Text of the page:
Opinion | The Changing Face of Extremism

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By Ben Cohen

By the time America woke up on Friday, March 15, Google’s search engine was jammed in the wake of the mass shooting in New Zealand.

Doubtless, many people were looking for the gunman’s manifesto penned in advance of this atrocity, titled “The Great Replacement.” The text was easy to find and nauseating to read. To summarize its ideas at any length would endow it, and him, with a dignity that is unwarranted; suffice to say, this man believes that “high fertility rates” among Muslims are at the root of an Islamic war against Western civilization, and therefore justification for the mass murder of innocents worshipping at a mosque.


“I only wish I could have killed more invaders (Muslims) and more traitors (western converts to Islam) as well,” he wrote chillingly.

The manifesto provides an important snapshot of the sorts of influences and obsessions that animate racist violence and terrorism today. The picture that emerges does not sit easily with any political worldview — a fact that might, ironically, help to bridge the many divides that exist between Jewish and Muslim communities living in the West.

In both the selection of the target and the justification for the shooting, there was an unmistakable parallel. Last October, a white supremacist gunman chose to express his opposition to immigration by murdering 11 Jews worshipping at a synagogue in Pittsburgh. Now, just months later, this latest gunman chose a mosque to level the same protest, fueled by conspiracy theories about “invaders.” As with the Pittsburgh shooter, the New Zealand shooter sees himself as a member of a select group of alert white citizens who perceive a critical truth that everyone else is too brainwashed to recognize.

But unlike the Pittsburgh shooter, Jews do not lie at the center of this man’s paranoid universe.

This isn’t because he likes Jews. As with most anti- Semites these days on right and left, he says in his manifesto that he is not an anti-Semite, and then adds that “a jew (sic) living in israel (sic) is no enemy of mine, as long as they do not seek to subvert or harm my people.” But subversion and harm, in the mind of the anti-Semite, is precisely what “the Jews” cannot stop themselves from doing. One can safely imagine that were our community’s “fertility rates” on the same scale as the world’s 1.6 billion Muslims, such contemptuous indifference would mushroom into outright hate.

There is also the matter of the political positions that this man identifies with. What it demonstrates is the strong degree of cross-fertilization between different, even contradictory, strands of extremism on both right and left that has been enabled by the internet, particularly over the last decade. He tells us he is a fascist, and specifically an “eco-fascist.” His main political influence is Sir Oswald Mosely — the British socialist leader who evolved into a blackshirted, fascist anti-Semite during the 1930s. The New Zealand gunman doesn’t object to being called a “socialist”; he can be, he says, both right-wing and left-wing depending on the context. The country he most identifies with is the People’s Republic of China, but at the same time he quotes a cult slogan of neo-Nazi groups — “We must secure the existence of our people and a future for white children” — as the basis of his worldview.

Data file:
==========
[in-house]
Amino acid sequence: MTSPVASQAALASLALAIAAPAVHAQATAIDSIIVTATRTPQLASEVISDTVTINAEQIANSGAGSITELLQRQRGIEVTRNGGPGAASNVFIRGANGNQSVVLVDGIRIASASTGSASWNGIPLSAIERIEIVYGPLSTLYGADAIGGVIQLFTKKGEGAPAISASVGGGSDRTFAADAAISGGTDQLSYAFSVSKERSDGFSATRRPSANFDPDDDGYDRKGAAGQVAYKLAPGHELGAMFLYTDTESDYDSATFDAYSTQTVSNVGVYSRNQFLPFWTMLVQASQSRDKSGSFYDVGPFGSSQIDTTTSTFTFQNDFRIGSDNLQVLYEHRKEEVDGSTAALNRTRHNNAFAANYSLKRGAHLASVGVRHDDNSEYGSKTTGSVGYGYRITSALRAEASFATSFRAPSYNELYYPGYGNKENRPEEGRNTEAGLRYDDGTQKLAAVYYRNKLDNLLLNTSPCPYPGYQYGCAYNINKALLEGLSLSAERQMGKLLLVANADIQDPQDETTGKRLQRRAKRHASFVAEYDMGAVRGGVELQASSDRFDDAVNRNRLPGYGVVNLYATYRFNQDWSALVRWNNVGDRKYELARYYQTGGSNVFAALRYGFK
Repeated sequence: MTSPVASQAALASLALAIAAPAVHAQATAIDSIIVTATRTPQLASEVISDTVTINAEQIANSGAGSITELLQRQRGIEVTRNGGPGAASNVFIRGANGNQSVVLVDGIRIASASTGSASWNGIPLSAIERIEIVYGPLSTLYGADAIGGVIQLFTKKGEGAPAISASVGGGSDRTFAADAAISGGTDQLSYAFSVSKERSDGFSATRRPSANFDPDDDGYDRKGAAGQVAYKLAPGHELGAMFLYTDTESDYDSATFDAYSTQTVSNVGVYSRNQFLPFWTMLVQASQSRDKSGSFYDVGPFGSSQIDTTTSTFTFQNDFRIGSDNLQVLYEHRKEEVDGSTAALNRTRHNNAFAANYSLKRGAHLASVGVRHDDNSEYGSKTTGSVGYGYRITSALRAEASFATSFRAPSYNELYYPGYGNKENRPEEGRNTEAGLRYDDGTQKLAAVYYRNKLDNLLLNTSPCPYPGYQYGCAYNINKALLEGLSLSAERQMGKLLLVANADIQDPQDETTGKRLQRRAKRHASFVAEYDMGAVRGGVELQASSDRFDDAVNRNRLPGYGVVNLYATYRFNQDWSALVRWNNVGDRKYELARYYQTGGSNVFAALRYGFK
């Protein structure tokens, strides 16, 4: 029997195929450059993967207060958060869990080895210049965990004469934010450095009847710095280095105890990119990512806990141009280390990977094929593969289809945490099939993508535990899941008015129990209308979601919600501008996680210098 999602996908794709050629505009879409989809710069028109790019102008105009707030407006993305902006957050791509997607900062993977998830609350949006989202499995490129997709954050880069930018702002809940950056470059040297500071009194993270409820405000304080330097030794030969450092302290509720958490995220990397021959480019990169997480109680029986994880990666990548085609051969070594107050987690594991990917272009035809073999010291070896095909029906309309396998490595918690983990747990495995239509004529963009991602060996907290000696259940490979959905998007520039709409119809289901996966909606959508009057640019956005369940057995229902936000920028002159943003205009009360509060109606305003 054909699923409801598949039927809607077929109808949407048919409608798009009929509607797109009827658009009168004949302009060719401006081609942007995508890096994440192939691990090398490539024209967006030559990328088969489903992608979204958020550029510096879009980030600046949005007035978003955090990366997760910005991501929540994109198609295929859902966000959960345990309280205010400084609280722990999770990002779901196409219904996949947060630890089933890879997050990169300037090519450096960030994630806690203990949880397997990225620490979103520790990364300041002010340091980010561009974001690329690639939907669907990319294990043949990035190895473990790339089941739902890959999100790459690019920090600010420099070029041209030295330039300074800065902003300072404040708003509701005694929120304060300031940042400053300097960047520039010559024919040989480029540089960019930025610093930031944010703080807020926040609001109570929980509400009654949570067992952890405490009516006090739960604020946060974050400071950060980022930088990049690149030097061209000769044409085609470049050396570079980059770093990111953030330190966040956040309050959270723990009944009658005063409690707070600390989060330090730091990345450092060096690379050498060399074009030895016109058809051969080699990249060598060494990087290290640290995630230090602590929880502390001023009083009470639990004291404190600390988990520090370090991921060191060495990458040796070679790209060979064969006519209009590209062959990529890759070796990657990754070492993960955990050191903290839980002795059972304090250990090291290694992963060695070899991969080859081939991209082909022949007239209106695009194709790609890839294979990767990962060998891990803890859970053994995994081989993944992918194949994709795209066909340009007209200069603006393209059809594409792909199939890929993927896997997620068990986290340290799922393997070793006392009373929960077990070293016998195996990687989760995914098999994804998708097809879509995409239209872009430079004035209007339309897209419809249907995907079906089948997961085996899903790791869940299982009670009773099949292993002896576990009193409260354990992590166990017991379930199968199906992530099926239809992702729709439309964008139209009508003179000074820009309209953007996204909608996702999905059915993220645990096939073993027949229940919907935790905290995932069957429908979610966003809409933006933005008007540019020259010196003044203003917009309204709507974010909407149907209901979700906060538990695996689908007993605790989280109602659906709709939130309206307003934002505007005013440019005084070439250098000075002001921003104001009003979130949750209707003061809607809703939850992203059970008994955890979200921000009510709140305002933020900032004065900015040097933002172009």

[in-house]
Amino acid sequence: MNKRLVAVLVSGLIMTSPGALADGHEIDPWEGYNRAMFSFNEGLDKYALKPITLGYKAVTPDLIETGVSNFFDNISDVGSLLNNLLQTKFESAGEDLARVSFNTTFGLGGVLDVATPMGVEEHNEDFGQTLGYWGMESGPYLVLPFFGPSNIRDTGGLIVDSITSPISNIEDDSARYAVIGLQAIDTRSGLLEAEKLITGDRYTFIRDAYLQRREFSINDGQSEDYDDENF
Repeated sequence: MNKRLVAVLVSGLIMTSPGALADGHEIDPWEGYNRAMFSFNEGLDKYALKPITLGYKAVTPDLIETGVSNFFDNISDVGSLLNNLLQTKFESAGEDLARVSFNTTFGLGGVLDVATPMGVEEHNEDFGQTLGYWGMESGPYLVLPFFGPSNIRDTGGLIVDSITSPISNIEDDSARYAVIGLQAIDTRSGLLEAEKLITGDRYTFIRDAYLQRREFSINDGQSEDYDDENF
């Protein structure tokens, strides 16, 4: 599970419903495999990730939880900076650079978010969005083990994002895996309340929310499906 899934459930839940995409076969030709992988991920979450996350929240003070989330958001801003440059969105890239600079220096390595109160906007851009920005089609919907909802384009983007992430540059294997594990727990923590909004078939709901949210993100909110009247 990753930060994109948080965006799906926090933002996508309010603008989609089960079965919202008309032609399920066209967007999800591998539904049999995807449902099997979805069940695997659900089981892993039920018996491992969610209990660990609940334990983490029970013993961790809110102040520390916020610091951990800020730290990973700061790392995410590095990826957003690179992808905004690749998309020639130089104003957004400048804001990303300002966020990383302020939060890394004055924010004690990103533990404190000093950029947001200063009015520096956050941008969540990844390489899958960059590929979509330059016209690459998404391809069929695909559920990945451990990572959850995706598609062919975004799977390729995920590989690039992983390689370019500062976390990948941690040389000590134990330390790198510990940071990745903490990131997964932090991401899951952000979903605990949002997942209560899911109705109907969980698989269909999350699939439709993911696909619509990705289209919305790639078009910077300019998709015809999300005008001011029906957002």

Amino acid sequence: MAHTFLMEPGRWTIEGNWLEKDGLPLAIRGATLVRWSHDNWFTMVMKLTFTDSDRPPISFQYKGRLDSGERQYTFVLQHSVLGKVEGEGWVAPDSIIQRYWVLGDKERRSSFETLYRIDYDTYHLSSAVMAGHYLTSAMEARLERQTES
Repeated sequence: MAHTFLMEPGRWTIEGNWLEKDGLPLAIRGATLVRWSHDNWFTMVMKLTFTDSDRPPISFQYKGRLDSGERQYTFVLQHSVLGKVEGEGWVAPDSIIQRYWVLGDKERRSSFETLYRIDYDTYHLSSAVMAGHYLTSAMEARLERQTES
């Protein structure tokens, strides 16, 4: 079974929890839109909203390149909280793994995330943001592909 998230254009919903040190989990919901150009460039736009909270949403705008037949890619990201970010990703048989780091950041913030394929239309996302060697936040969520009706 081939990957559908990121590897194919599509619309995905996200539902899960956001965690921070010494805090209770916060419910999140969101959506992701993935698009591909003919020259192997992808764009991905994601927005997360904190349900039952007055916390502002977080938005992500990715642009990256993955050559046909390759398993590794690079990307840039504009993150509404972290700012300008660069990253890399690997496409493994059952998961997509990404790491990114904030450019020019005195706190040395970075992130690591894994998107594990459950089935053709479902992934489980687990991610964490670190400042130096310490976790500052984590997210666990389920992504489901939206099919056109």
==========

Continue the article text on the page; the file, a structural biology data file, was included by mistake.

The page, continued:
For someone who clearly exposed himself to a great deal of information about the world around him and yet properly understood almost none of it, this man underlines an awkward truth, albeit by accident.

It is this: The ideas, images, buzzwords and symbols of extremism in its present form are interchangeable. That’s why white identitarians, for whom Jewish power and influence are not the most pressing concern, have come to the fore. But it is also why you have left-wing socialists, like several of the members of the British Labour Party, who conduct social media campaigns against “the Rothschilds,” “the Zionists” and the other alleged instruments of “Jewish supremacism.” Similarly, it why two anti-Semites from France with far-right connections, Alain Soral and Dieudonne Mbala Mbala, were warmly welcomed last December in red flag-waving, Communist North Korea. These and countless similar examples explain why it’s inadvisable to assume that extremists believe what they believe with any consistency.

There is only one line from the latest gunman’s manifesto that I will quote in full, so as to make my last point. “There are no innocents in an invasion, all those who colonize other people’s lands share guilt,” he writes. Those words convey the torrent of angry emotions that drove, in Christchurch’s case, a white racist, but they can serve a Hamas suicide-bomber or an Iranian military commander just as well. It is an argument that many Islamists in the West, along with their non-Muslim fellow travelers, frequently advance to rationalize, justify and celebrate terrorist attacks against Israel or anti-Semitic violence against Jewish communities in the West.

What the massacre in New Zealand shows is that this very same argument, based on similarly warped ideology, can be deployed to justify the murder of Muslims living in a Western city. The doctrine that there are “no innocents” is not so much a political red line, therefore, as a civilizational one.

In that sense, Jews and Muslims find themselves on the same side of the line that separates civilization from barbarism. If we are to achieve greater understanding between our two minority communities, that is as good a place as any from which to start.

Ben Cohen is a New York City-based journalist and author who writes a weekly column on Jewish and international affairs for JNS.

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